British car owners care about their cars. UK motorists spend an aggregate of £21bn per year on servicing and repairing their vehicles, according to the Society of Motor Manufacturers and Traders; per capita, we spend about 12% more than the global average to fix our beloved four-wheeled friends. It’s interesting then that the repair margins of UK body shops are the lowest in Europe, and that this lack of profitability has brought to the steady closure of about a fifth of repair shops over the past decade. In this article, we analyze the key reasons behind the chronic lack in the profitability of fixing cars, and if / how the surge in demand for electric vehicles (214,000 registrations in 2019 vs. 3,500 in 2013) will impact the repair industry.
Why are repair margins low?
Technology in cars has moved at lightning speed over the past decade. ADAS (advanced driver-assistance systems) has greatly improved the safety of our cars – proximity sensors, automotive radar, and other technologies help prevent and avoid dangerous situations, but they’re also really hard to fix. Cars are becoming more and more like super-computers: automotive semiconductor sales have grown three-fold since the 2000s, fuelled by vehicle electrification and increased connectivity (to support, for example, shared mobility services and insurance telematics). It’s really exciting to think that what used to be a simple metal box to get us from A to B is turning into an extremely powerful and connected piece of technological marvel. Until you get into an accident, of course.
Back in 2014, the average body shop in the UK would make about £30 pre-tax profit for every repair, the situation has gotten better since then (remember one-fifth of the body shops have closed) – in 2018 (latest available industry data) the pre-tax profit margin had improved to about 6% (or about £100 per job). The first reason behind this chronic lack in profitability is purely linked to the changing nature of what you’re fixing: what used to be just a question of repairing cracked panels with filler and straightening bent sheet metal has turned into a game of “Where’s Waldo” to find and fix the latest broken sensor.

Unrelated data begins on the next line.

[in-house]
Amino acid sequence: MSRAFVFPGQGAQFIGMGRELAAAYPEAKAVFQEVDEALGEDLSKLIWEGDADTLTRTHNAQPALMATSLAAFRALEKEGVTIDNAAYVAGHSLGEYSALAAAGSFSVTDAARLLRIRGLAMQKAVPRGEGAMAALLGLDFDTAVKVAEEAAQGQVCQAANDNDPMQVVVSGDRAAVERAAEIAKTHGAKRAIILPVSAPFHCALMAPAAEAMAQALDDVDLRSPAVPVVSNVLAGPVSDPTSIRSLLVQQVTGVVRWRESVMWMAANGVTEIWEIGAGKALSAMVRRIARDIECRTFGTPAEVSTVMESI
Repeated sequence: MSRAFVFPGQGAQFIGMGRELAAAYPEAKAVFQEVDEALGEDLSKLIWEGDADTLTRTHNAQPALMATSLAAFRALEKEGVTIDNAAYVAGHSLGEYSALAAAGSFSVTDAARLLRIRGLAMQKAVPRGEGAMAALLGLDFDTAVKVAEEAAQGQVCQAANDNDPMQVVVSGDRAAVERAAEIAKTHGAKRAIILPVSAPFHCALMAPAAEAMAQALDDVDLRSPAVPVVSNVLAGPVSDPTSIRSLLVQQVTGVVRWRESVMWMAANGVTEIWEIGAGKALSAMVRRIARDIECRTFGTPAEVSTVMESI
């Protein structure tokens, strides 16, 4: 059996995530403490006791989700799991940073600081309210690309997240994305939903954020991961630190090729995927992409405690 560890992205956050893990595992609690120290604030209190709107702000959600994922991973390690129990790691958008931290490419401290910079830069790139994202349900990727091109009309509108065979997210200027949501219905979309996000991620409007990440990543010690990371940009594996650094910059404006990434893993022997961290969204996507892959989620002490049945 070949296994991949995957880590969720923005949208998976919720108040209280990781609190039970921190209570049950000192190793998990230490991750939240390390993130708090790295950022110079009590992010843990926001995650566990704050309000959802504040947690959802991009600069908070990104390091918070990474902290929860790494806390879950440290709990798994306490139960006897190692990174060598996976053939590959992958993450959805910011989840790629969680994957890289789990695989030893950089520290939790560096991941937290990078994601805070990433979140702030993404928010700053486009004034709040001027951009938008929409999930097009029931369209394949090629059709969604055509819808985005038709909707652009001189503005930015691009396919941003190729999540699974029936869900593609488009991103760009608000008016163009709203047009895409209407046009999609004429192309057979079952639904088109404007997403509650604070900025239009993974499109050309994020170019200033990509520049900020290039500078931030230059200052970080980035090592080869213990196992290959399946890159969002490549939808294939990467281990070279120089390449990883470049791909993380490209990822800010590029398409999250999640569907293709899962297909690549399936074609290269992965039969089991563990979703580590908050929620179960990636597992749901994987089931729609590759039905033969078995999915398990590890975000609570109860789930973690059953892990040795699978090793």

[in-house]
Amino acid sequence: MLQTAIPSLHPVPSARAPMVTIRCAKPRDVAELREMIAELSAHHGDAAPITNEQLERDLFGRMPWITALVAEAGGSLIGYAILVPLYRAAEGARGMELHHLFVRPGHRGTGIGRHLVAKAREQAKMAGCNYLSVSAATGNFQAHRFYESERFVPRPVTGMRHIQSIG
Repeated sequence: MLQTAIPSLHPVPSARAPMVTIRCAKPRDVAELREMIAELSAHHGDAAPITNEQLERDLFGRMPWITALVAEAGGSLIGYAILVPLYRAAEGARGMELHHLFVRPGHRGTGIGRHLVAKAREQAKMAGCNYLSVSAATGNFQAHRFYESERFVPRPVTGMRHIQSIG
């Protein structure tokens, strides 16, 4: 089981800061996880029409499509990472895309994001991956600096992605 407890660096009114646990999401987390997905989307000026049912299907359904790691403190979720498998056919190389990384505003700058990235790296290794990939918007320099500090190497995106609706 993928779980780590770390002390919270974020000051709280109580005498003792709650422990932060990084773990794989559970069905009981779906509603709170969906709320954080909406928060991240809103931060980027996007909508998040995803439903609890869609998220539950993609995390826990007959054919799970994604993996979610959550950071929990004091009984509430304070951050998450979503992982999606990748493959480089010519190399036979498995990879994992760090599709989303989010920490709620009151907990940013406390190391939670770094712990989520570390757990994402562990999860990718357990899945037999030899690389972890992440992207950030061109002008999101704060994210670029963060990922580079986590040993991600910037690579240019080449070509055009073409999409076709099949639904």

70% of body repairs are paid for by insurers, so it instinctively makes sense to point the finger at the insurance industry if body shops can’t make proper investments to keep up with technology. Insurers in the UK, however, have lost money on insuring cars over the past decade, according to the association of British insurers. So, if neither insurers nor body shops are making money on insuring and fixing cars – where are our premiums going? The second reason for lack of profitability is linked to the sheer number of middlemen that are involved in handling insurance claims. Claims managers, law firms, brokers all play a part in getting your car back on the road, and they all get a cut of the repair.
If repair shops are dependent on what they fix and on who is involved in the process of why/how would electric vehicles have an impact?
Enter the Electric Car
On average electric cars have about 20 moving parts vs. 2,000 for petrol vehicles, intuitively this seems like a game-changer: 100 times fewer moving parts equals 100 times less hassle and cost, right? Not exactly. First of all, if the parts are significantly more expensive (and they are) just having fewer moving parts doesn’t necessarily mean fewer maintenance costs (especially if you’re talking about collision damage). Secondly, part availability is of the essence if you consider the holistic cost of a claim (i.e. the repair cost plus the opportunity and direct cost of a car not being on the road).